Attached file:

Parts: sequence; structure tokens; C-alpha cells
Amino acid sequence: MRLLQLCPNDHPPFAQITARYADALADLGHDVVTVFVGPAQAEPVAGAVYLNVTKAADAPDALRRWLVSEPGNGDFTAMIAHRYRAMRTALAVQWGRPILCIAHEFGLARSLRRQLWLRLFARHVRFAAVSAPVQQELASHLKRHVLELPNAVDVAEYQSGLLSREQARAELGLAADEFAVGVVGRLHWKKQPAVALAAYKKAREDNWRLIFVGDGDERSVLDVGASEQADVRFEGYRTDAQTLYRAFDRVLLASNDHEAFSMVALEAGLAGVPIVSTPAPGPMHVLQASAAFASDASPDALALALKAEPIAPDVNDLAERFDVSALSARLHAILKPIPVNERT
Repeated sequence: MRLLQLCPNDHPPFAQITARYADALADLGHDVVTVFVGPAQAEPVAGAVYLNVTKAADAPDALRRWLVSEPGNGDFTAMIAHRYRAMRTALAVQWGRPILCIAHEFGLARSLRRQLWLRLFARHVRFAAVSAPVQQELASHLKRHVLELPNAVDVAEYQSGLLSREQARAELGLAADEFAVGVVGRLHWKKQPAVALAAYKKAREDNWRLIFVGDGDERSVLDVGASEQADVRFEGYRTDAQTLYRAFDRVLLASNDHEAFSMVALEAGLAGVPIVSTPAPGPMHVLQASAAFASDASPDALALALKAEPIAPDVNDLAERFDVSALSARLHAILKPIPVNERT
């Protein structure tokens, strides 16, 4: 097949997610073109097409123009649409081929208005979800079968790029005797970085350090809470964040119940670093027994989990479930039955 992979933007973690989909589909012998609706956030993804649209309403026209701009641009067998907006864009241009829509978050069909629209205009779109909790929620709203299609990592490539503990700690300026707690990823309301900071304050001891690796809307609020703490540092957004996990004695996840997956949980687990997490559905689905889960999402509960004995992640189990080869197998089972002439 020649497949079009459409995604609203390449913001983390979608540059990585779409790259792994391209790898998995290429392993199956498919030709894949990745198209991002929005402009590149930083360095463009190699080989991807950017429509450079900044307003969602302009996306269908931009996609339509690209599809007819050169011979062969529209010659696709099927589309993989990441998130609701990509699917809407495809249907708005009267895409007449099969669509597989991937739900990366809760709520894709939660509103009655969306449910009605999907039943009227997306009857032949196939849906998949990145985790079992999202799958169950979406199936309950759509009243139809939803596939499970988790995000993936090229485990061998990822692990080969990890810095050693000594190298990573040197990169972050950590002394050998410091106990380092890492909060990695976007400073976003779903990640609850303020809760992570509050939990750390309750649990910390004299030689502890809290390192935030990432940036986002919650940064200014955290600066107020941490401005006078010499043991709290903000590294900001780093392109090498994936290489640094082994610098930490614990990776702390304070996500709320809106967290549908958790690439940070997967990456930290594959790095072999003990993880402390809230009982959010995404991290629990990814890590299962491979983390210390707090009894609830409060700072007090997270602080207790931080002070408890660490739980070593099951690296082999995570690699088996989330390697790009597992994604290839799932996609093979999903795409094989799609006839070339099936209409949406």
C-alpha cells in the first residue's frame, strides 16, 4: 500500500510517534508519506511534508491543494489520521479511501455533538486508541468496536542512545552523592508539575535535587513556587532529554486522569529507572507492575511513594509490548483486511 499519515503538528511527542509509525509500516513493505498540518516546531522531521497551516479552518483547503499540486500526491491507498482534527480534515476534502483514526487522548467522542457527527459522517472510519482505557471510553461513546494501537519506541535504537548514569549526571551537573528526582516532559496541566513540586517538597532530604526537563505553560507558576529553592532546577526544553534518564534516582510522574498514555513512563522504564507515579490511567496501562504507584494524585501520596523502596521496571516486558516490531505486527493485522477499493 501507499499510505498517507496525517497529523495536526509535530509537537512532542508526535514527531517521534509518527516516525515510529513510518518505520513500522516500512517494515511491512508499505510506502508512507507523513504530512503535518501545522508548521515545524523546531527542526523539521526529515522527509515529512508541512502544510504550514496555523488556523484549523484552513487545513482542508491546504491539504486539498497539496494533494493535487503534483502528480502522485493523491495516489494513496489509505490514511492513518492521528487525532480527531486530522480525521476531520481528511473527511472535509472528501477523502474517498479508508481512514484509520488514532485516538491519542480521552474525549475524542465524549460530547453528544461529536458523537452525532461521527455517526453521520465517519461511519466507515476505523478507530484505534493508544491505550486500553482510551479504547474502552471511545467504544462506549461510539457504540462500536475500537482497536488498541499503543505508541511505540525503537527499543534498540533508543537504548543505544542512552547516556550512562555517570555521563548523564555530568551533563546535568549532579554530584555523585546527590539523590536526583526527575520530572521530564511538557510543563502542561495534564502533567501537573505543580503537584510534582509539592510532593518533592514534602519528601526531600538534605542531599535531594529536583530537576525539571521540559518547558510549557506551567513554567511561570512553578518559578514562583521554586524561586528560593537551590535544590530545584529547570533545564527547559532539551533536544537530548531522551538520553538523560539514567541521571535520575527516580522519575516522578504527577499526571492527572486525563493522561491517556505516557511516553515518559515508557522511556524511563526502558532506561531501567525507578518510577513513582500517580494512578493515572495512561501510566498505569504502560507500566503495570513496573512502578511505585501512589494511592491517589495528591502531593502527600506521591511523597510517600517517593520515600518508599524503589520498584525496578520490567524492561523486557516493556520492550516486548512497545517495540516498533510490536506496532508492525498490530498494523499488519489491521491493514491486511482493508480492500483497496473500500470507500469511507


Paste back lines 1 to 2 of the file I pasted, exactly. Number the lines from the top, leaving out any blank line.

Parts: sequence; structure tokens; C-alpha cells
Amino acid sequence: MRLLQLCPNDHPPFAQITARYADALADLGHDVVTVFVGPAQAEPVAGAVYLNVTKAADAPDALRRWLVSEPGNGDFTAMIAHRYRAMRTALAVQWGRPILCIAHEFGLARSLRRQLWLRLFARHVRFAAVSAPVQQELASHLKRHVLELPNAVDVAEYQSGLLSREQARAELGLAADEFAVGVVGRLHWKKQPAVALAAYKKAREDNWRLIFVGDGDERSVLDVGASEQADVRFEGYRTDAQTLYRAFDRVLLASNDHEAFSMVALEAGLAGVPIVSTPAPGPMHVLQASAAFASDASPDALALALKAEPIAPDVNDLAERFDVSALSARLHAILKPIPVNERT